Salvation South has become a refuge for Southern storytellers of every sort. Regardless of their backgrounds. Regardless of whether their stories are true or fictional or personal or poetic or some combination thereof.

Salvation South is a place where Southerners can come to hear the stories of all their Southern brothers and sisters, knowing that no story’s purpose is to divide them from their neighbors. Instead, their purpose is only to let us hear our neighbors. 

And we aspire to expand that refuge: January of 2024 will bring the first in a series Salvation South Writing Workshops, aimed at helping storytellers of all skill levels write the stories of their South.

A couple of months ago, I had lunch with a retired-but-still-writing journalist in Atlanta whose name remains widely known and respected. When we got around to talking about Salvation South, he said this to me: “You’ve created a haven there.”

That felt right to me. That’s what this place has become. It is a refuge for its storytellers and a haven for its readers. A place where Southerners can come to hear the stories of all their Southern brothers and sisters, always knowing that no story’s purpose is to divide them from their neighbors. Instead, their purpose is only to let us hear our neighbors. 

The desire that burns brightest within the people of Salvation South—my wife and partner Stacy and me, plus the volunteer readers and editors (thank you Andy, Pat, Marianne, Patti, Meredith, and others) who help us make this possible—is simply to make this refuge sustainable. To keep it alive. 

Thus, we need your help on this, our second anniversary. We have a system in place that allows people to become “members” of Salvation South—through annual or monthly subscriptions at four levels. We plan to remind you of this with shocking frequency over the next three weeks in the hope that you sign up to one of them. 

And during the coming three weeks, we’re going to bring you some of the best storytelling we’ve been able to round up. This week brings A Eulogy to King Coal, a short film from the Oscar-nominated West Virginia documentarian Elaine McMillion Sheldon and a fierce poem from the astoundingly great African American Alabama poet (and National Endowment for the Arts Creative Writing Fellow) Dr. Jacqueline Allen Trimble. Next week will bring writing from the great Southern novelists Jonathan Odell and Annette Saunook Clapsaddle, whose 2020 book Even as We Breathe was the first novel ever published by a member of the Eastern Band of Cherokee Indians. You’ll see a new piece of short fiction from Mississippi’s Michael Farris Smith, who this fall saw the release of two major motion pictures based on his novels—Desperation Road from Michael’s 2017 book of the same name, and Rumble Through the Dark, based on 2018’s The Fighter. And our longtime contributor Marianne Leek will wrap things up with an in-depth interview with one of the greatest Appalachian novelists ever, North Carolina’s Ron Rash.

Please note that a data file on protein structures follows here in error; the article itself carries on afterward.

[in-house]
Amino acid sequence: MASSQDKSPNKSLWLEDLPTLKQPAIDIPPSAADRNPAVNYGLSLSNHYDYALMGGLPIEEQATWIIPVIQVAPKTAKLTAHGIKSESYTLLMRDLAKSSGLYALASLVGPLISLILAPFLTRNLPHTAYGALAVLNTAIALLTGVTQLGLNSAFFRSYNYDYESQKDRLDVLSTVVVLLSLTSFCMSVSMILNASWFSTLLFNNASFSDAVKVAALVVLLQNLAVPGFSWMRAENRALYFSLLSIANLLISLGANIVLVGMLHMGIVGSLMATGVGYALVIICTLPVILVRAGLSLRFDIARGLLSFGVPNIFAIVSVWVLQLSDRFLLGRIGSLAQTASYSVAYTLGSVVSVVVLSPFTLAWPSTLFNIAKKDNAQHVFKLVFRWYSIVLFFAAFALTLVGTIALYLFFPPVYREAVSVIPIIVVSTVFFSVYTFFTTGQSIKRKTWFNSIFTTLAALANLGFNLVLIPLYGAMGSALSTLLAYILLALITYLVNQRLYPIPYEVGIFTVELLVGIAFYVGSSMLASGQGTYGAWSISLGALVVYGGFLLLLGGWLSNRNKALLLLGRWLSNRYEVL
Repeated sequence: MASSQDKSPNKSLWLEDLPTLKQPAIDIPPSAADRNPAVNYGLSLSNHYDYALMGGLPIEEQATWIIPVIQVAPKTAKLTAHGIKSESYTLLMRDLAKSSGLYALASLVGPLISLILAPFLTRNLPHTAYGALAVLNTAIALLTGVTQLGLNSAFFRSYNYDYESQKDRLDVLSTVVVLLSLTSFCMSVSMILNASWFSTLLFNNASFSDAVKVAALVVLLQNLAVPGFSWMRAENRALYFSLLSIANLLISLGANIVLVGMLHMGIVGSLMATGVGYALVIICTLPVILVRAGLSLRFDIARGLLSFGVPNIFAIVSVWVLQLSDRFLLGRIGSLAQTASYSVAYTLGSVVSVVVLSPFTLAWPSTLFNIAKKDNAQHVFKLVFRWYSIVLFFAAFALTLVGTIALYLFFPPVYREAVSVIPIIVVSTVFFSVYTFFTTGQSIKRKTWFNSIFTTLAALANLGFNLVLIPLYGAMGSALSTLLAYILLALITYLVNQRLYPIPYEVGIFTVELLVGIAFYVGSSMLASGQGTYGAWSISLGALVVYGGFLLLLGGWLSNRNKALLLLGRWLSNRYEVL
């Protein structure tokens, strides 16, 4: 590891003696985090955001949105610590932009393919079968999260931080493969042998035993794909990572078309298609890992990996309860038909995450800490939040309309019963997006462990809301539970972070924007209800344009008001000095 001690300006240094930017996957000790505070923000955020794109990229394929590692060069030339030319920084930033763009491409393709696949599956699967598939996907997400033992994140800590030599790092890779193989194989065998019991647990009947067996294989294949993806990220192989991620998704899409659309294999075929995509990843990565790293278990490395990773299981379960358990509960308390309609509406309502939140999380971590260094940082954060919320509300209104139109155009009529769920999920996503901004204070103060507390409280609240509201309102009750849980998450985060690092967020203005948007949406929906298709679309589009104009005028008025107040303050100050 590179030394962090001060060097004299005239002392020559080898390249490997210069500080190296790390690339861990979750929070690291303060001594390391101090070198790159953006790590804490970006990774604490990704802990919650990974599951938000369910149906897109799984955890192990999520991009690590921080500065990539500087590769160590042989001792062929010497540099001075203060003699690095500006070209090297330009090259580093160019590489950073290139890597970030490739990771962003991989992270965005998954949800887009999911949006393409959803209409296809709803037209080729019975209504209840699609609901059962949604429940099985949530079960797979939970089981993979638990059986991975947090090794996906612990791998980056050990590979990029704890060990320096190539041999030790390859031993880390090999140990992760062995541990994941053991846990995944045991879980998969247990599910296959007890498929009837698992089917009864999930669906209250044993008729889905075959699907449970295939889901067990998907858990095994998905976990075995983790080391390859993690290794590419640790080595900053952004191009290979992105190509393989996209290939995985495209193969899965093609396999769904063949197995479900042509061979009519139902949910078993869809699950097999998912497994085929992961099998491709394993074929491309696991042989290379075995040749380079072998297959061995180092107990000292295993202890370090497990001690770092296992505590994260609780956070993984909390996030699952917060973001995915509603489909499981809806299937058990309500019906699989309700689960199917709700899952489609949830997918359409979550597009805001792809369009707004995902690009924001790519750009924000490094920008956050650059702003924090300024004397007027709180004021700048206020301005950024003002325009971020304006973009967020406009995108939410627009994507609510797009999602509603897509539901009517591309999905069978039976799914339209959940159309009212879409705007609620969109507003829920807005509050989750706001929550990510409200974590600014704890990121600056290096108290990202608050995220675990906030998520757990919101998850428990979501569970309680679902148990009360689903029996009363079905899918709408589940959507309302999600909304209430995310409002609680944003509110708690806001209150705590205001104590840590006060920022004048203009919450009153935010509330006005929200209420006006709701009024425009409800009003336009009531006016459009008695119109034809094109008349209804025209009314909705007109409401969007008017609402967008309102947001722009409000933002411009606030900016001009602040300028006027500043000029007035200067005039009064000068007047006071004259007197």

We’ve named our membership levels after stuff Southerners eat. To be a Cornbread-level member, the cost is $50 per year or $5 per month. The next level up is Biscuit: $100 per year or $10 per month. The next is Sunday Dinner Roll (the good yeasty kind): $150 per year or $15 per month. And finally, you can be the Red Velvet Cake on our dessert plate by subscribing for $250 per year or $25 per month. All memberships include a standing discount in the Salvation South Store, ranging from 10 to 25 percent, depending on the level. Members also move to the front of the line when we announce sign-ups for writing workshops or other events.

Each of those levels also comes with a special premium gift. If you are already a member, we sent you an email last week to let you know that no action is required on your part, and we offered you a chance to tell us if you wanted the gift we’d love to give you or would rather just have our gratitude for your support. 

As y’all already know, cornbread, biscuits, dinner rolls, and red velvet cake are all wonderful staples of the Southern table. We hope you will pick up whichever one you prefer, because we promise that if you do, we will keep this kitchen open and smelling good.

Author Profile

Chuck Reece is the co-founder and editor-in-chief of Salvation South, the weekly web magazine you're reading right now. He was the founding editor of The Bitter Southerner. He grew up in the north Georgia mountains in a little town called Ellijay.